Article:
Malaysian budget carrier AirAsia's bid to launch an airline in India by joining hands with Tata Sons was on Wednesday cleared by the Finance Ministry, the first such investment by a foreign operator.
New Delhi: Malaysian budget carrier AirAsia's bid to launch an airline in India by joining hands with Tata Sons was on Wednesday cleared by the Finance Ministry, the first such investment by a foreign operator.
Soon after the Foreign Investment Promotion Board (FIPB) gave its nod to the proposal at a meeting here, the Civil Aviation Ministry sought further clarity on the FDI policy in aviation, particularly on whether a foreign airline could invest in a new venture.
A senior government official said the initial investment by the AirAsia-led joint venture would be Rs 80 crore.
AirAsia has announced it would set up a 49:30:21 joint venture with the Tata Sons and Telestra Tradeplace of Indian investor Arun Bhatia to launch a new Indian airline.
The official said the FIPB clearance was granted in accordance with the policy which allows up to 49 percent FDI by a foreign carrier in an Indian airline company.
Soon thereafter, the Civil Aviation Ministry sought clarity on the FDI policy in the aviation sector on the grounds that it spoke of allowing such investment in an existing Indian carrier and not a new one.
"The Commerce Ministry should change the rules to bring about clarity. Overall, I don't see a problem in the AirAsia joint venture. Our Ministry will see of the joint venture adheres to the laid-down rules," Civil Aviation Minister Ajit Singh told reporters here.
"There are some procedural problems.... The notification says (investment by a foreign airline in) an Indian carrier. So they (investor) have to follow the procedure because the Cabinet took a decision, following which the Commerce Ministry issued the notification," he said.
With the FIPB clearance, the AirAsia joint venture would now have to approach aviation regulator Directorate General of Civil Aviation (DGCA) for further clearances and a scheduled air operator's permit which allows an airline to undertake flying operations.
When the AirAsia joint venture applies to the Civil Aviation Ministry, the DGCA and other agencies would look into a variety of issues including the issuance of a No Objection Certificate (NOC) for launching of air operations and Scheduled Operator's Permit (SOP).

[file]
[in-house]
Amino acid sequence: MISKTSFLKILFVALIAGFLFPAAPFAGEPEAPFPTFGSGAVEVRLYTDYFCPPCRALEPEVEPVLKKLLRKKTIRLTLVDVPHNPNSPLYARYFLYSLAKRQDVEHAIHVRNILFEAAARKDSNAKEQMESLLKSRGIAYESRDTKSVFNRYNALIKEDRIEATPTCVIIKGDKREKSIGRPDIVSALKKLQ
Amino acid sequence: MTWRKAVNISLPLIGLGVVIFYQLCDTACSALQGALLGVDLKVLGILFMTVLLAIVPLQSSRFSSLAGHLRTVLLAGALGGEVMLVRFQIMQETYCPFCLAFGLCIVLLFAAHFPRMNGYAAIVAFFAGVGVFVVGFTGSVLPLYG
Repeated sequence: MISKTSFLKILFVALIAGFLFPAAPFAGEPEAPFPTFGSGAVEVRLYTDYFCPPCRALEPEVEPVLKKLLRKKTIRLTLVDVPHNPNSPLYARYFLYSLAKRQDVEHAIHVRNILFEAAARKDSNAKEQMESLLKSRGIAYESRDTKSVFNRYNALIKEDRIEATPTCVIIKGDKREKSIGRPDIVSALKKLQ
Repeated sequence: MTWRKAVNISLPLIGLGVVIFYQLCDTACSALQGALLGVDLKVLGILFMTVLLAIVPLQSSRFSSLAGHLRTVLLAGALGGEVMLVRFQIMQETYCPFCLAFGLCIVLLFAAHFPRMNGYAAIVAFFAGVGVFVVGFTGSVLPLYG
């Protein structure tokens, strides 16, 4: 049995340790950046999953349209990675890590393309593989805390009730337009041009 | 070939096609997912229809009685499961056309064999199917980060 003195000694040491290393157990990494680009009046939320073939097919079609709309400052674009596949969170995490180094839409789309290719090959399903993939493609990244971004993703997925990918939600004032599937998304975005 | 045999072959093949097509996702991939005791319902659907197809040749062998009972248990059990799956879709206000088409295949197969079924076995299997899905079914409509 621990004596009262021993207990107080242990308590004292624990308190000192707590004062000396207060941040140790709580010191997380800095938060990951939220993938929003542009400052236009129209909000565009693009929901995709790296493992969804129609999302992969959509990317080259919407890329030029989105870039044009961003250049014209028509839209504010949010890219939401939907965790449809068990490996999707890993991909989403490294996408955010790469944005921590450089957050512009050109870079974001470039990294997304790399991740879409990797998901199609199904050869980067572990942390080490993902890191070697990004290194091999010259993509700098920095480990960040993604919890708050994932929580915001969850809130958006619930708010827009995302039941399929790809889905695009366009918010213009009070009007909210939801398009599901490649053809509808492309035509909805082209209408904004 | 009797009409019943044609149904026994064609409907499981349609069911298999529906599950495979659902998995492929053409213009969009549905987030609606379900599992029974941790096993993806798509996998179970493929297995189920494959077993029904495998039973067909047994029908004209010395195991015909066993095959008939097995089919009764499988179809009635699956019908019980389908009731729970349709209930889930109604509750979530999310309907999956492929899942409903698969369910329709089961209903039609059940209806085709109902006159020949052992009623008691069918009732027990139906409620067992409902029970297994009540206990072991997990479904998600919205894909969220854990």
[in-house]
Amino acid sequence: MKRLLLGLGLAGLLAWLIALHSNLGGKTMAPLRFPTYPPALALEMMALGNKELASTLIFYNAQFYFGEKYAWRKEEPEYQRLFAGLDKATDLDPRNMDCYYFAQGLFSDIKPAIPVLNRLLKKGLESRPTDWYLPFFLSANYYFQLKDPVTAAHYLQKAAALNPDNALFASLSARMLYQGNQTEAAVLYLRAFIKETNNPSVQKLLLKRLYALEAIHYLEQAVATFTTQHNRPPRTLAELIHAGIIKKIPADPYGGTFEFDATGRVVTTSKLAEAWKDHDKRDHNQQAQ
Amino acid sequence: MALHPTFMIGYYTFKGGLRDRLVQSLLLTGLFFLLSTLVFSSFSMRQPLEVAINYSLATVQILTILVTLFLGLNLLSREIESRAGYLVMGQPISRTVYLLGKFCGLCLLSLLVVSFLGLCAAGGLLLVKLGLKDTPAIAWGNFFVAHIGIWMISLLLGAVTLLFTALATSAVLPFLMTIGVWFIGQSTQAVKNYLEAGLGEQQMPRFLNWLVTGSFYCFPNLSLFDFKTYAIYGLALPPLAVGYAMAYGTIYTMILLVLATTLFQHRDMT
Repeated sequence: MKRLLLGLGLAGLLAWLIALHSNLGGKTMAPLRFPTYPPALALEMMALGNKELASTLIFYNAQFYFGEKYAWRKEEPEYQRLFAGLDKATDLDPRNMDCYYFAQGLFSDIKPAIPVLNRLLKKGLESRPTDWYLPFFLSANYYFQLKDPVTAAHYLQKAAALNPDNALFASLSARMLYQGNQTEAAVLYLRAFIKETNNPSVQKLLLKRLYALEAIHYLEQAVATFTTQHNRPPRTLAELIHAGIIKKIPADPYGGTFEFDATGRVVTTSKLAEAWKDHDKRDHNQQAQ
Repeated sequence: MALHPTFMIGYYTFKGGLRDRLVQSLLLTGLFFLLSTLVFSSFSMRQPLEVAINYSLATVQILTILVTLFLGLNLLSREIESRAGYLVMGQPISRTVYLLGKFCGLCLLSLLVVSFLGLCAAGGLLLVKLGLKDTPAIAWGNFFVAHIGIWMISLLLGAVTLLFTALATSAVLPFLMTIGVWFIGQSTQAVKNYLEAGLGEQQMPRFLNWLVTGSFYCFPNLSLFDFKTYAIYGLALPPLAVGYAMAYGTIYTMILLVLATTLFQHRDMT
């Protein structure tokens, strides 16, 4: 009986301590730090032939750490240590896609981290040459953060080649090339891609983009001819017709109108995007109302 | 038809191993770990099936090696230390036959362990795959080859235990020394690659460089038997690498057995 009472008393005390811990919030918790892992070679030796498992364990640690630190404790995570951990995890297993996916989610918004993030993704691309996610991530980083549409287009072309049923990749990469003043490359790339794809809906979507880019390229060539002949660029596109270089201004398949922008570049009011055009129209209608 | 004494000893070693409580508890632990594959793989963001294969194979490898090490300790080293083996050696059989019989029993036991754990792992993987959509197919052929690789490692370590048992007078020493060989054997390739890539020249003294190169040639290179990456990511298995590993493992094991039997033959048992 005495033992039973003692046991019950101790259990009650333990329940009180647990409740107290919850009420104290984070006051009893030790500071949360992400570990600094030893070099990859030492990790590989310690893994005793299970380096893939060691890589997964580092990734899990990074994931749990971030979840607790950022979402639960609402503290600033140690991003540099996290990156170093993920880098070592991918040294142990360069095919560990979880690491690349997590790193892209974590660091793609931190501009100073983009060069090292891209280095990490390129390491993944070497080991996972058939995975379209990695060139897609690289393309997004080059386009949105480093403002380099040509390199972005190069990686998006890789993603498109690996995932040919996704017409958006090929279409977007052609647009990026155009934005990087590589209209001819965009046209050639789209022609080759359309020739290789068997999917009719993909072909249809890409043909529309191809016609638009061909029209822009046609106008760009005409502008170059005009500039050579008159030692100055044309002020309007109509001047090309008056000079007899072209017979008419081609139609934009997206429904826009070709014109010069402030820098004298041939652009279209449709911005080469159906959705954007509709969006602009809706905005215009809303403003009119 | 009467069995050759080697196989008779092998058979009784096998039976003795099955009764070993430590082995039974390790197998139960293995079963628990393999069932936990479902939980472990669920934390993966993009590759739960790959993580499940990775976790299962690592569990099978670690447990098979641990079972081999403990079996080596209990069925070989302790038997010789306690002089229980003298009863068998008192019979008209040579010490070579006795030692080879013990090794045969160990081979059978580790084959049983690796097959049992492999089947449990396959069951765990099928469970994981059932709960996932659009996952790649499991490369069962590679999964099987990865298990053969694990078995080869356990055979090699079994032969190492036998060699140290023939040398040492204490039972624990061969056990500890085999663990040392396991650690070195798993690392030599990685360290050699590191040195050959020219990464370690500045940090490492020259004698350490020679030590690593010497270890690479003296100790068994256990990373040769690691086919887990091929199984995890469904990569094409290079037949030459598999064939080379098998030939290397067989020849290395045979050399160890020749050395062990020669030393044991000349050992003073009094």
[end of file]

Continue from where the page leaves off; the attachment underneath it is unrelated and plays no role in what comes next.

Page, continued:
Before granting it the NOC and SOP, the Ministry would also have to see whether all procedures have been followed, including whether two-thirds of the Directors of the company's Board were Indians and the directors were security-cleared.
The AirAsia joint venture would be the first entry of a foreign carrier in the domestic aviation sector after the liberalisation of FDI policy in September last year.
AirAsia is looking to start flying from this year-end with 3-4 planes and would be headquartered in Chennai. It would focus on providing domestic connectivity to Tier-II and Tier-III cities.
AirAsia Group CEO Tony Fernandes was keen to kick off his airline in the country as early as May-June instead of his earlier plans towards the year-end. He has also said he has chosen the head for the airline company.
"I have selected the CEO for AirAsia India. A very smart boy from the South, Madras (Chennai). An amazing CV. Will impress all...," Fernandes tweeted without naming the person.
The proposed airline would not fly on international routes any time soon as the current rules only allow those airlines to do so which have completed five years of domestic operations and have a minimum fleet of five aircraft.
Tata Sons, the holding company of the USD 100 billion salt-to-software conglomerate, would hold 30 percent in the joint venture but will not have any operating role in the airline, while the Bhatias would hold 21 percent stake.
This will mark the return of Tatas to aviation sector. State-owned Air India had grown out of Tata Airlines, which began flights in 1932.